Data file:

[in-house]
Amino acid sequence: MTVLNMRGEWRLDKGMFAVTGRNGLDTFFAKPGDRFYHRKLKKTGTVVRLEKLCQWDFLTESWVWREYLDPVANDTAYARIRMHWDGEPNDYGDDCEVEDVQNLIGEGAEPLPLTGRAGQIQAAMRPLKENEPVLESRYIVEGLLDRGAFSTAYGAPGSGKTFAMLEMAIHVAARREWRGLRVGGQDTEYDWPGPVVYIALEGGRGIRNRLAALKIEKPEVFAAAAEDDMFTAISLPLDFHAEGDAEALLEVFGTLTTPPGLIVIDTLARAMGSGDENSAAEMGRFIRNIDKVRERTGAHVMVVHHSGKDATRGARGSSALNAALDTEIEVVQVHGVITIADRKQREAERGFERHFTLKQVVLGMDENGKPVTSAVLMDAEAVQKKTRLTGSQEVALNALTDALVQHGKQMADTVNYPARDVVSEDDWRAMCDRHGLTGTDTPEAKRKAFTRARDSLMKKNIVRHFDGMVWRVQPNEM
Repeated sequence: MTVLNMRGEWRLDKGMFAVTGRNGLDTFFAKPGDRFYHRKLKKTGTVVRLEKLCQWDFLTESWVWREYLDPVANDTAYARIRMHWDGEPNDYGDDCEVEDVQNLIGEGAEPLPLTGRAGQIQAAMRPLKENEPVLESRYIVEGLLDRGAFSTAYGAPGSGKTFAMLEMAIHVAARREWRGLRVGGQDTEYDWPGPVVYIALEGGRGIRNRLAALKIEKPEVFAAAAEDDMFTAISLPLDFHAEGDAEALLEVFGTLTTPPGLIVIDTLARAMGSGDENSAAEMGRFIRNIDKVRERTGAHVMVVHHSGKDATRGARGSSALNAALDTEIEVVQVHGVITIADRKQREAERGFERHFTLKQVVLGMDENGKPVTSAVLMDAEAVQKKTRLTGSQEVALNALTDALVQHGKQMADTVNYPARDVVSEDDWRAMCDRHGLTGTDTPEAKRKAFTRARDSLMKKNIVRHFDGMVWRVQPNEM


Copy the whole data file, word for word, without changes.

[in-house]
Amino acid sequence: MTVLNMRGEWRLDKGMFAVTGRNGLDTFFAKPGDRFYHRKLKKTGTVVRLEKLCQWDFLTESWVWREYLDPVANDTAYARIRMHWDGEPNDYGDDCEVEDVQNLIGEGAEPLPLTGRAGQIQAAMRPLKENEPVLESRYIVEGLLDRGAFSTAYGAPGSGKTFAMLEMAIHVAARREWRGLRVGGQDTEYDWPGPVVYIALEGGRGIRNRLAALKIEKPEVFAAAAEDDMFTAISLPLDFHAEGDAEALLEVFGTLTTPPGLIVIDTLARAMGSGDENSAAEMGRFIRNIDKVRERTGAHVMVVHHSGKDATRGARGSSALNAALDTEIEVVQVHGVITIADRKQREAERGFERHFTLKQVVLGMDENGKPVTSAVLMDAEAVQKKTRLTGSQEVALNALTDALVQHGKQMADTVNYPARDVVSEDDWRAMCDRHGLTGTDTPEAKRKAFTRARDSLMKKNIVRHFDGMVWRVQPNEM
Repeated sequence: MTVLNMRGEWRLDKGMFAVTGRNGLDTFFAKPGDRFYHRKLKKTGTVVRLEKLCQWDFLTESWVWREYLDPVANDTAYARIRMHWDGEPNDYGDDCEVEDVQNLIGEGAEPLPLTGRAGQIQAAMRPLKENEPVLESRYIVEGLLDRGAFSTAYGAPGSGKTFAMLEMAIHVAARREWRGLRVGGQDTEYDWPGPVVYIALEGGRGIRNRLAALKIEKPEVFAAAAEDDMFTAISLPLDFHAEGDAEALLEVFGTLTTPPGLIVIDTLARAMGSGDENSAAEMGRFIRNIDKVRERTGAHVMVVHHSGKDATRGARGSSALNAALDTEIEVVQVHGVITIADRKQREAERGFERHFTLKQVVLGMDENGKPVTSAVLMDAEAVQKKTRLTGSQEVALNALTDALVQHGKQMADTVNYPARDVVSEDDWRAMCDRHGLTGTDTPEAKRKAFTRARDSLMKKNIVRHFDGMVWRVQPNEM